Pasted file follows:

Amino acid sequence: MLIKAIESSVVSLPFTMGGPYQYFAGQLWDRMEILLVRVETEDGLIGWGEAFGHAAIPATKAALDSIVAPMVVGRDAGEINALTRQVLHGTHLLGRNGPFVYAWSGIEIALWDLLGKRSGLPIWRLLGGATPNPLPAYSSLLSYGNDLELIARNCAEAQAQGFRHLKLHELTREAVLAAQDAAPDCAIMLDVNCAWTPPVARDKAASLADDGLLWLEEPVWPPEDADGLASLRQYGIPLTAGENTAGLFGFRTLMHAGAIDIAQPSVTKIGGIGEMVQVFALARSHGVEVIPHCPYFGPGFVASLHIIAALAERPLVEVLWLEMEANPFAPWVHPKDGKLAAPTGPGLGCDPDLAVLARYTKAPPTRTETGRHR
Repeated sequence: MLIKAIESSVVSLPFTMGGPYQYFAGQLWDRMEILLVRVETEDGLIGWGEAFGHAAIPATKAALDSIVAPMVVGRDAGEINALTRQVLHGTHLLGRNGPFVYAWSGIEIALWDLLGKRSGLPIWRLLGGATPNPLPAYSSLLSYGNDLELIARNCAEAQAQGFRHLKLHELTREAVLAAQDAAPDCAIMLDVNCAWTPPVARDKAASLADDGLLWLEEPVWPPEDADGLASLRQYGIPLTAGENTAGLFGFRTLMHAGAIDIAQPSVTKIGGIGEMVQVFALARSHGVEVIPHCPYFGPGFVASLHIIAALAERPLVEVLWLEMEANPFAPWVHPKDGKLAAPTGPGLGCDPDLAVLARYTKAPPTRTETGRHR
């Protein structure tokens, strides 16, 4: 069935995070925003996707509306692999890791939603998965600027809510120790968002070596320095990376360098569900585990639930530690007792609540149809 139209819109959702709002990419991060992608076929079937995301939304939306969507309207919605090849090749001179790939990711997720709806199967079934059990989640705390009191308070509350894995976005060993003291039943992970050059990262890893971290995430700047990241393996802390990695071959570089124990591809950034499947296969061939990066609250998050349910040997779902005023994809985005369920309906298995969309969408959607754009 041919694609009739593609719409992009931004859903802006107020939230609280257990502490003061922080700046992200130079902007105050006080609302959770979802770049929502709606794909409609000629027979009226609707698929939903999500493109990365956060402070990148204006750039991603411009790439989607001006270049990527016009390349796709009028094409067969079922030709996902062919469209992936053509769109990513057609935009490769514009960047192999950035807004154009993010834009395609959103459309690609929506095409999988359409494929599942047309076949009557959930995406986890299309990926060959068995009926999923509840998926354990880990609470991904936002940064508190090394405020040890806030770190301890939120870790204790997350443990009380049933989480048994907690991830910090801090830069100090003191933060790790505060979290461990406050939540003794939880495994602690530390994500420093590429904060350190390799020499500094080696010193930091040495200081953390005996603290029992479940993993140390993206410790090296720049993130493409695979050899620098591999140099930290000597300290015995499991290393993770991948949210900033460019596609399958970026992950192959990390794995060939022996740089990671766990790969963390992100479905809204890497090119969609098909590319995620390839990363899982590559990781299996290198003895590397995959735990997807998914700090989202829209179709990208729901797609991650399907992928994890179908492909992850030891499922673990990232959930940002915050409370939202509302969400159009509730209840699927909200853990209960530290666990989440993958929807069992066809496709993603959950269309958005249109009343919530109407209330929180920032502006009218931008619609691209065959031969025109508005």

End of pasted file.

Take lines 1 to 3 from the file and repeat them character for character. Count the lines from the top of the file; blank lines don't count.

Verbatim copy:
Amino acid sequence: MLIKAIESSVVSLPFTMGGPYQYFAGQLWDRMEILLVRVETEDGLIGWGEAFGHAAIPATKAALDSIVAPMVVGRDAGEINALTRQVLHGTHLLGRNGPFVYAWSGIEIALWDLLGKRSGLPIWRLLGGATPNPLPAYSSLLSYGNDLELIARNCAEAQAQGFRHLKLHELTREAVLAAQDAAPDCAIMLDVNCAWTPPVARDKAASLADDGLLWLEEPVWPPEDADGLASLRQYGIPLTAGENTAGLFGFRTLMHAGAIDIAQPSVTKIGGIGEMVQVFALARSHGVEVIPHCPYFGPGFVASLHIIAALAERPLVEVLWLEMEANPFAPWVHPKDGKLAAPTGPGLGCDPDLAVLARYTKAPPTRTETGRHR
Repeated sequence: MLIKAIESSVVSLPFTMGGPYQYFAGQLWDRMEILLVRVETEDGLIGWGEAFGHAAIPATKAALDSIVAPMVVGRDAGEINALTRQVLHGTHLLGRNGPFVYAWSGIEIALWDLLGKRSGLPIWRLLGGATPNPLPAYSSLLSYGNDLELIARNCAEAQAQGFRHLKLHELTREAVLAAQDAAPDCAIMLDVNCAWTPPVARDKAASLADDGLLWLEEPVWPPEDADGLASLRQYGIPLTAGENTAGLFGFRTLMHAGAIDIAQPSVTKIGGIGEMVQVFALARSHGVEVIPHCPYFGPGFVASLHIIAALAERPLVEVLWLEMEANPFAPWVHPKDGKLAAPTGPGLGCDPDLAVLARYTKAPPTRTETGRHR
């Protein structure tokens, strides 16, 4: 069935995070925003996707509306692999890791939603998965600027809510120790968002070596320095990376360098569900585990639930530690007792609540149809 139209819109959702709002990419991060992608076929079937995301939304939306969507309207919605090849090749001179790939990711997720709806199967079934059990989640705390009191308070509350894995976005060993003291039943992970050059990262890893971290995430700047990241393996802390990695071959570089124990591809950034499947296969061939990066609250998050349910040997779902005023994809985005369920309906298995969309969408959607754009 041919694609009739593609719409992009931004859903802006107020939230609280257990502490003061922080700046992200130079902007105050006080609302959770979802770049929502709606794909409609000629027979009226609707698929939903999500493109990365956060402070990148204006750039991603411009790439989607001006270049990527016009390349796709009028094409067969079922030709996902062919469209992936053509769109990513057609935009490769514009960047192999950035807004154009993010834009395609959103459309690609929506095409999988359409494929599942047309076949009557959930995406986890299309990926060959068995009926999923509840998926354990880990609470991904936002940064508190090394405020040890806030770190301890939120870790204790997350443990009380049933989480048994907690991830910090801090830069100090003191933060790790505060979290461990406050939540003794939880495994602690530390994500420093590429904060350190390799020499500094080696010193930091040495200081953390005996603290029992479940993993140390993206410790090296720049993130493409695979050899620098591999140099930290000597300290015995499991290393993770991948949210900033460019596609399958970026992950192959990390794995060939022996740089990671766990790969963390992100479905809204890497090119969609098909590319995620390839990363899982590559990781299996290198003895590397995959735990997807998914700090989202829209179709990208729901797609991650399907992928994890179908492909992850030891499922673990990232959930940002915050409370939202509302969400159009509730209840699927909200853990209960530290666990989440993958929807069992066809496709993603959950269309958005249109009343919530109407209330929180920032502006009218931008619609691209065959031969025109508005």